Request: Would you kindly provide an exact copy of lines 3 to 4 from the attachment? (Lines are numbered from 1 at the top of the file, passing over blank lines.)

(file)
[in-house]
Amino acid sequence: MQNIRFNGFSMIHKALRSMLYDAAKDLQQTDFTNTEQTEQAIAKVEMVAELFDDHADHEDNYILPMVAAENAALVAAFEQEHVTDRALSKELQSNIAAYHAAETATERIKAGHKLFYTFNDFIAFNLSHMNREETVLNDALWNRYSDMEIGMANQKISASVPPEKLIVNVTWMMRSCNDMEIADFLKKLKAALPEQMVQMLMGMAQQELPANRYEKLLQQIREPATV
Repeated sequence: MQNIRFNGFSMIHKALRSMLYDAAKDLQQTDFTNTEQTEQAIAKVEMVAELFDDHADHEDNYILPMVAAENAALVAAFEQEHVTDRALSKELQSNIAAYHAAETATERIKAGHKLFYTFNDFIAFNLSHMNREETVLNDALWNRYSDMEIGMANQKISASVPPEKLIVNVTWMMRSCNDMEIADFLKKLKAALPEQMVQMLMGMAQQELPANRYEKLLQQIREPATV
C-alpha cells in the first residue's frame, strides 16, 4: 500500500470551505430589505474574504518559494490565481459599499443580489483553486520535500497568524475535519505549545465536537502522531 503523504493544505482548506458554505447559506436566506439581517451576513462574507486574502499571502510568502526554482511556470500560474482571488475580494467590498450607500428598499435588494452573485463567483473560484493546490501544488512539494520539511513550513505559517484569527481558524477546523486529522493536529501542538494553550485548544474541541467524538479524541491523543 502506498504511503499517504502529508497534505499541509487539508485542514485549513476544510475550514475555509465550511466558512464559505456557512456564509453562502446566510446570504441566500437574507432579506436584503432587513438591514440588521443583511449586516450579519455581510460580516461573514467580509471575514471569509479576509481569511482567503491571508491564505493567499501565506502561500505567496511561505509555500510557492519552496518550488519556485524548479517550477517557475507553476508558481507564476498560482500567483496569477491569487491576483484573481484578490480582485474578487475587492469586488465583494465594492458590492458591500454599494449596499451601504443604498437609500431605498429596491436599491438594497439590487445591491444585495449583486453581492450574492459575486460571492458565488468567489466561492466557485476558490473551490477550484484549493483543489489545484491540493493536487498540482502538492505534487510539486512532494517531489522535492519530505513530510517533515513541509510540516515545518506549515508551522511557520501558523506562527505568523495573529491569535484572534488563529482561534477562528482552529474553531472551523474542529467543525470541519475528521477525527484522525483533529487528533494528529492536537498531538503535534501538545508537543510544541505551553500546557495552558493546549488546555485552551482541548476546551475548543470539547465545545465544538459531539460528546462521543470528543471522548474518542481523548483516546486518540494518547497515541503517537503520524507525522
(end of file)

Repeated sequence: MQNIRFNGFSMIHKALRSMLYDAAKDLQQTDFTNTEQTEQAIAKVEMVAELFDDHADHEDNYILPMVAAENAALVAAFEQEHVTDRALSKELQSNIAAYHAAETATERIKAGHKLFYTFNDFIAFNLSHMNREETVLNDALWNRYSDMEIGMANQKISASVPPEKLIVNVTWMMRSCNDMEIADFLKKLKAALPEQMVQMLMGMAQQELPANRYEKLLQQIREPATV
C-alpha cells in the first residue's frame, strides 16, 4: 500500500470551505430589505474574504518559494490565481459599499443580489483553486520535500497568524475535519505549545465536537502522531 503523504493544505482548506458554505447559506436566506439581517451576513462574507486574502499571502510568502526554482511556470500560474482571488475580494467590498450607500428598499435588494452573485463567483473560484493546490501544488512539494520539511513550513505559517484569527481558524477546523486529522493536529501542538494553550485548544474541541467524538479524541491523543 502506498504511503499517504502529508497534505499541509487539508485542514485549513476544510475550514475555509465550511466558512464559505456557512456564509453562502446566510446570504441566500437574507432579506436584503432587513438591514440588521443583511449586516450579519455581510460580516461573514467580509471575514471569509479576509481569511482567503491571508491564505493567499501565506502561500505567496511561505509555500510557492519552496518550488519556485524548479517550477517557475507553476508558481507564476498560482500567483496569477491569487491576483484573481484578490480582485474578487475587492469586488465583494465594492458590492458591500454599494449596499451601504443604498437609500431605498429596491436599491438594497439590487445591491444585495449583486453581492450574492459575486460571492458565488468567489466561492466557485476558490473551490477550484484549493483543489489545484491540493493536487498540482502538492505534487510539486512532494517531489522535492519530505513530510517533515513541509510540516515545518506549515508551522511557520501558523506562527505568523495573529491569535484572534488563529482561534477562528482552529474553531472551523474542529467543525470541519475528521477525527484522525483533529487528533494528529492536537498531538503535534501538545508537543510544541505551553500546557495552558493546549488546555485552551482541548476546551475548543470539547465545545465544538459531539460528546462521543470528543471522548474518542481523548483516546486518540494518547497515541503517537503520524507525522